9 January 2013 – At least 52 million people around the world – mainly women – are employed as domestic workers, according to the first research of its kind conducted by the International Labour Organization (ILO). They account for 7.5 per cent of women’s wage employment worldwide and a far greater share in some regions, particularly Asia and the Pacific and Latin America and the Caribbean.
The report, Domestic workers across the world: Global and regional statistics and the extent of legal protection, attempts to capture the size of the domestic work sector, working conditions and the extent of legal protection enjoyed by domestic workers worldwide. It includes global and regional statistics, and is intended to support the efforts of governments, employers and workers to secure social justice and decent work for domestic workers across the world.
Martin Oelz, ILO Legal Specialist on Working Conditions, presents the key findings of a new ILO report in the video below. He also discusses how the report sheds light on the working conditions of domestic workers who have been absent from policy debates and labor reforms.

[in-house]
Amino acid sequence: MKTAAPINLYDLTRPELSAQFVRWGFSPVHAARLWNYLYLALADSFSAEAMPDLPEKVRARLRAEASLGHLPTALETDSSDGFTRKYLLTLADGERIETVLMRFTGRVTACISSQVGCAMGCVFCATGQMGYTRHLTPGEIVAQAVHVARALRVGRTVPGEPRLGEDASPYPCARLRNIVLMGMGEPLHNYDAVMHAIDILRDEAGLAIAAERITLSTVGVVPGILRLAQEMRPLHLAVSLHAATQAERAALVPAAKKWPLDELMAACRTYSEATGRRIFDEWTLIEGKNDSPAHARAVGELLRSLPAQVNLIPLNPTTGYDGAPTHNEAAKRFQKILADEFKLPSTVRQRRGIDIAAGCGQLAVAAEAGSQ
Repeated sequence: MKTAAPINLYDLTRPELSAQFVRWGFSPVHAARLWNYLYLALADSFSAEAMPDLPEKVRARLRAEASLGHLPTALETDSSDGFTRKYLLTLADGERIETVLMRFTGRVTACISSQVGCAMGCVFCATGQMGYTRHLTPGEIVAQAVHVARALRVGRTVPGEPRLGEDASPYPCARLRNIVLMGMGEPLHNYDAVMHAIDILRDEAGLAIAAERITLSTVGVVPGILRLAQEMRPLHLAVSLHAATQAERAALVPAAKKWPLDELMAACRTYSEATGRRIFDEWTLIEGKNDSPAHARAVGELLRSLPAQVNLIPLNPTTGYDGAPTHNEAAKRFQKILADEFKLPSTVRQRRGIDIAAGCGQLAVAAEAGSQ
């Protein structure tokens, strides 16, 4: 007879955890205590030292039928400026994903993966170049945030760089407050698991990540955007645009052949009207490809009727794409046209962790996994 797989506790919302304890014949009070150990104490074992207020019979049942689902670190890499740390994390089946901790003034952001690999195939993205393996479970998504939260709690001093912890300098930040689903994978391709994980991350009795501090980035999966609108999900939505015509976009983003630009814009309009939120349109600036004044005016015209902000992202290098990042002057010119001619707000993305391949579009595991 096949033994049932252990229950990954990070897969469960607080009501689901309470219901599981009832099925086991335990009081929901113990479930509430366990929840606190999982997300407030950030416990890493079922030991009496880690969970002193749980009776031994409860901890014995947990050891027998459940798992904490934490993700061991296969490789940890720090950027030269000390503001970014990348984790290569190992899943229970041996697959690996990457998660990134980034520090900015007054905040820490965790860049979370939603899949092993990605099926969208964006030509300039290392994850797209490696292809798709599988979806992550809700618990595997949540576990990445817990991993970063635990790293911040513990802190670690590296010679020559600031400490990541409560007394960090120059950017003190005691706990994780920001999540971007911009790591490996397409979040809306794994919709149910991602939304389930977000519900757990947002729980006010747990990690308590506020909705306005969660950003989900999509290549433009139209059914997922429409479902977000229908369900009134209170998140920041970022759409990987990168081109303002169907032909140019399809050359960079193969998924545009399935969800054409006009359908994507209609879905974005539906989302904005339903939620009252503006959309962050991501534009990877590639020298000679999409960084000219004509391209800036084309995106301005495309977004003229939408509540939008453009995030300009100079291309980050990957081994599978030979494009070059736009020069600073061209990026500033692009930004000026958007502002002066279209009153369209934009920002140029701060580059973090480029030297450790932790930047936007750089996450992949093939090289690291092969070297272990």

Martin Oelz: “What is important is a broad based social dialogue on the value and importance of domestic work for society. This is a good starting point to discuss legal reforms.”
Between the mid-1990s and 2010, there was an increase of more than 19 million domestic workers worldwide. Many migrate to other countries to find work. It is likely that the figures contained in the report underestimate the true numbers of domestic workers worldwide, which may in reality be tens of millions more.
Despite the size of the sector, many domestic workers experience poor working conditions and insufficient legal protection.
“Domestic workers are frequently expected to work longer hours than other workers and in many countries do not have the same rights to weekly rest that are enjoyed by other workers. Combined with the lack of rights, the extreme dependency on an employer and the isolated and unprotected nature of domestic work can render them vulnerable to exploitation and abuse,” said Sandra Polaski, ILO Deputy Director-General.
The report follows the adoption, in June 2011, of a new ILO Convention and Recommendation on domestic work. These new international standards aim to ensure decent working conditions and pay for domestic workers worldwide.
The findings of the research will act as a benchmark against which progress in extending legal protection will be measured.